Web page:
From: European Space Agency
Posted: Saturday, March 11, 2006
Twenty years ago, in the night between 13 and 14 March 1986, ESA's Giotto spacecraft encountered Comet Halley. It was ESA's first deep space mission, and part of an ambitious international effort to solve the riddles surrounding this mysterious object.
The adventure began when Giotto was launched by an Ariane 1 rocket (flight V14) on 2 July 1985. After three revolutions around the Earth, the on-board motor was fired to inject it into an interplanetary orbit.
After a cruise of eight months and almost 150 million kilometres, the spacecraft's instruments first detected hydrogen ions from Halley at a distance of 7.8 million kilometres from the comet on 12 March 1986.
Giotto encountered Comet Halley about one day later, when it crossed the bow shock of the solar wind (the region where a shock wave is created as the supersonic solar particles slow to subsonic speed). When Giotto entered the densest part of the dusty coma, the camera began tracking the brightest object (the nucleus) in its field of view.
Excitement rose at the European Space Operations Centre in Darmstadt, Germany, as the first fuzzy images and data came in. The ten experiment teams scrutinised the latest information and struggled to come up with a preliminary analysis.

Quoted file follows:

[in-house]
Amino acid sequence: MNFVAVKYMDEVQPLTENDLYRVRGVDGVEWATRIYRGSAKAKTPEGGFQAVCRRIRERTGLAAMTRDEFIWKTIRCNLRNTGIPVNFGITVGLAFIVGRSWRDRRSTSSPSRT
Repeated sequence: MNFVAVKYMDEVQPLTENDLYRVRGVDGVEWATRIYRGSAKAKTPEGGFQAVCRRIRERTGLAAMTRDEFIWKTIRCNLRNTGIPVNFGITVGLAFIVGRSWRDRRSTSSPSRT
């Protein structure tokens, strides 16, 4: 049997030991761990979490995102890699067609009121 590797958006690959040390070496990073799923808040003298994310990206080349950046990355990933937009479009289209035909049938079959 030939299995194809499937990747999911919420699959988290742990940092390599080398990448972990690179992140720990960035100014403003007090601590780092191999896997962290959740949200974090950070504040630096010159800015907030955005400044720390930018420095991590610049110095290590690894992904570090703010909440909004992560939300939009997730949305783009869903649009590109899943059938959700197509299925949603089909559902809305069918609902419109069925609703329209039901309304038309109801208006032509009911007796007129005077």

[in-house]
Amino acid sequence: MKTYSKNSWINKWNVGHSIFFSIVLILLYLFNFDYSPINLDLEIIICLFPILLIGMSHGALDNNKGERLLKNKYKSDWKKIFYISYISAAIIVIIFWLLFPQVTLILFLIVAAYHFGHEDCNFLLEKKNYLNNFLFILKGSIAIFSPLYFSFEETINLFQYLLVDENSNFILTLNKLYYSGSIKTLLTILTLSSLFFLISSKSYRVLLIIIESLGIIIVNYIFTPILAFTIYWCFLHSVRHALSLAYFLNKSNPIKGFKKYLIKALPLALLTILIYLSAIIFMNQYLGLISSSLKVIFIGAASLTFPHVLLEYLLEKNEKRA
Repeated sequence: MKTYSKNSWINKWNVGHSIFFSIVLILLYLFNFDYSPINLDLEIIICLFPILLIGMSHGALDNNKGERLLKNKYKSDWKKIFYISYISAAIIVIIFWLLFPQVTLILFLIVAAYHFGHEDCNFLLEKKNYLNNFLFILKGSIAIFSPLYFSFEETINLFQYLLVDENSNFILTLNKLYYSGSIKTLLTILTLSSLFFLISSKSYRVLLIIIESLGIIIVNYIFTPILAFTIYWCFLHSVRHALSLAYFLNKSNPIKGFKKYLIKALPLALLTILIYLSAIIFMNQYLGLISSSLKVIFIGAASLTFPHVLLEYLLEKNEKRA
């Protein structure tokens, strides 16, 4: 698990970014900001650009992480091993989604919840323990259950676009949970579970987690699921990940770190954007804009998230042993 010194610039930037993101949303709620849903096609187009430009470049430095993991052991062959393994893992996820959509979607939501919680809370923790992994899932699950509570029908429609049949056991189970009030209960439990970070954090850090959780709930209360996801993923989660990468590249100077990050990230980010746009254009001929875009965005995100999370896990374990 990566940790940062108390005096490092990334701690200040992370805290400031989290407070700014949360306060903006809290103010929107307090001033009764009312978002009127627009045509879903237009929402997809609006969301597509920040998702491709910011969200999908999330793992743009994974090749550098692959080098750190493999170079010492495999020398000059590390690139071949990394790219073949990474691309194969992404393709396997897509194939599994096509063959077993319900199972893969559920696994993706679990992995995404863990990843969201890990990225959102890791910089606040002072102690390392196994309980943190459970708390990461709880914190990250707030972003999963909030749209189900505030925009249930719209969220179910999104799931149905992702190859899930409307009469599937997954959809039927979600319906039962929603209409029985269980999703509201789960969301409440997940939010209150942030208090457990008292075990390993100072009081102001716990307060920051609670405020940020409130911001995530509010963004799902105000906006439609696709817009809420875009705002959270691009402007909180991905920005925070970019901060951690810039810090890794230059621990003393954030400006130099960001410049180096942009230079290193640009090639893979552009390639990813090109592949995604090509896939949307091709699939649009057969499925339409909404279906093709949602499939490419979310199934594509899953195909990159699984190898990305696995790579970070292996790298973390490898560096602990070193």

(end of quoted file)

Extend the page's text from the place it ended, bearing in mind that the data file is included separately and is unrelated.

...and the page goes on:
The first of 12 000 dust impacts was recorded 122 minutes before closest approach. Images were transmitted as Giotto closed in to within a distance of approximately 2000 kilometres, as the rate of dust impacts rose sharply and the spacecraft passed through a jet of material that streamed away from the nucleus.
The spacecraft was travelling at a speed of 68 kilometres per second relative to the comet. At 7.6 seconds before closest approach, the spacecraft was sent spinning by an impact from a 'large' (one gram) particle. Monitor screens went blank as contact with Earth was temporarily lost.
TV audiences and anxious Giotto team members feared the worst but, to everyone's amazement, occasional bursts of information began to come through. Giotto was still alive.
Over the next 32 minutes, the sturdy spacecraft's thrusters stabilised its motion and contact was fully restored. By then, Giotto had passed within 596 kilometres of the nucleus and was heading back into interplanetary space.
The remarkably resilient little spacecraft continued to return scientific data for another 24 hours on the outward journey. The last dust impact was detected 49 minutes after closest approach. The historic encounter ended 15 March when Giotto's experiments were turned off.
For more information:
Gerhard Schwehm, ESA Rosetta Project Scientist
E-mail: gerhard.schwehm @ esa.int
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